Factbox: Brazil’s presidential candidates

(BestGrowthStock) – Brazil holds a runoff vote on Sunday to choose a successor to President Luiz Inacio Lula da Silva, who is barred by law from seeking a third consecutive term.

Dilma Rousseff of the ruling Workers’ Party fell just short of the majority of votes needed to win outright in the first round on October 3. Jose Serra of the centrist opposition PSDB party made gains in opinion polls following the first round, but Rousseff has regained a comfortable lead.

Here are short profiles on both of the candidates.


* Lula chose the relatively unknown civil servant Rousseff as presidential candidate for the party he founded three decades ago, citing her managerial experience and technical capacity.

* Rousseff, 62, proposes a mix of market-friendly policies with a strong role for the state in economic development.

* As chief of staff and energy minister under Lula, Rousseff was in charge of managing many of Brazil’s infrastructure projects and prepared the legislative framework to develop vast new oil reserves.

* She chaired the board of directors of state-owned oil company Petrobras.

* A former leftist militant, Rousseff was dubbed the iron lady for her curt and demanding management style. In public, the technocrat lacks Lula’s folksy charm and at times struggles to connect with her audience.

* This is the first time she is running for elected office, although she has held several other executive jobs, such as secretary of energy in the southern state, Rio Grande do Sul.

* The daughter of a well-to-do Bulgarian immigrant, Rousseff was born into a middle-class family and studied economics at the University of Minas Gerais.

* She got her first taste of politics during the 1964 military coup, when university campuses were rife with student protest movements.

* Rousseff joined a radical leftist resistance group but never engaged in armed conflict. She was imprisoned for three years and tortured by her military captors.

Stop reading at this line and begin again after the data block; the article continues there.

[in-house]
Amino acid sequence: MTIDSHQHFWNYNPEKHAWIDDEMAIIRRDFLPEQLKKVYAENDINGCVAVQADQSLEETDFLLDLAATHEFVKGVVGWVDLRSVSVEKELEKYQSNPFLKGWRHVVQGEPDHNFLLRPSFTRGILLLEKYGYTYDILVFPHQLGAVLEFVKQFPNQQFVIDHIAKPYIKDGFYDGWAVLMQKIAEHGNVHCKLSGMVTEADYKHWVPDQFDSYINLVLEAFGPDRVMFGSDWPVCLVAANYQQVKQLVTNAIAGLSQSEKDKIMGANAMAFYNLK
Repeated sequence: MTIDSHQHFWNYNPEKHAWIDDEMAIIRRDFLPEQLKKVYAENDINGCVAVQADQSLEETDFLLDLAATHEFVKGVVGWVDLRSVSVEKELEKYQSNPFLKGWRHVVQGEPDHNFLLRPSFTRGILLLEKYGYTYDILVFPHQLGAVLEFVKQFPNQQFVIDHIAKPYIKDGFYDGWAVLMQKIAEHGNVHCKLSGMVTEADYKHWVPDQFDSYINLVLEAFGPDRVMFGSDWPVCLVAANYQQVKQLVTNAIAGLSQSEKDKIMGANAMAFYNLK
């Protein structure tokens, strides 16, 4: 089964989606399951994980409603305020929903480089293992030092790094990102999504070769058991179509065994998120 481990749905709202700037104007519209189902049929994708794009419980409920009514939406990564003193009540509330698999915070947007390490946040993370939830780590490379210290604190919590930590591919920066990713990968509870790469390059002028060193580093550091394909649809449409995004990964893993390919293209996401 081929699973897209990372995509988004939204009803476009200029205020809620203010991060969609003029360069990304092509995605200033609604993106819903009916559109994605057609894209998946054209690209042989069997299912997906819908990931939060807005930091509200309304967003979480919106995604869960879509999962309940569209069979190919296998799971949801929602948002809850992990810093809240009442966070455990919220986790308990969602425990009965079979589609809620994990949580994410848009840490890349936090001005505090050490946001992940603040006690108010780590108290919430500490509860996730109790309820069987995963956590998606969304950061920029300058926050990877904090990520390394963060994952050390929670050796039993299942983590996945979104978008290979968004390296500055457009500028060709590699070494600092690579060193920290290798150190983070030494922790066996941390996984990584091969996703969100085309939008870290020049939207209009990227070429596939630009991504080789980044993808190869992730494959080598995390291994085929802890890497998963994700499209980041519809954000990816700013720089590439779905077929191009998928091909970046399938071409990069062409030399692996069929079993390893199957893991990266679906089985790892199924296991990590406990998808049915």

* She was treated for lymphoma cancer early last year but has been given a clean bill of health.


* The 68-year-old Serra is one of the most experienced politicians in Brazil. He held numerous elected posts, including as Sao Paulo mayor and Sao Paulo state governor.

* Serra is running for a six-party, center-right coalition, but is trailing Rousseff by about 10 percentage points in opinion polls.

* He studied engineering and holds a Ph.D. in economics from Cornell University.

* Serra became widely known and popular as health minister in the administration of President Fernando Henrique Cardoso (1995-2002) when he took on big pharmaceutical firms, threatening to break their patents and forcing them into price cuts. He was previously planning minister under Cardoso.

* Serra first ran for president in 2002, losing to Lula in a runoff.

* He established a reputation as an efficient manager but is not an especially charismatic or rousing orator. He struggles to connect with voters and can appear arrogant.

* While the PSDB is seen as more open to markets and the private sector, Serra favors a strong government and has a leftist background that would not be out of place in Rousseff’s Workers’ Party. He is linked to a school of thought that advocates economic planning, a strong state, capital controls and import substitution. As planning minister, he clashed with the pro-market wing in the Cardoso government.

* Serra’s father was an Italian immigrant who sold fruit in Sao Paulo to support his family and pay for Serra’s education. He got his first taste of politics as a leader in the student movement in 1962 and 1963.

* Brazil’s military dictatorship forced Serra into exile in Chile and the United States from 1964 to 1978.

(Compiled by Raymond Colitt; Editing by Kieran Murray)

Factbox: Brazil’s presidential candidates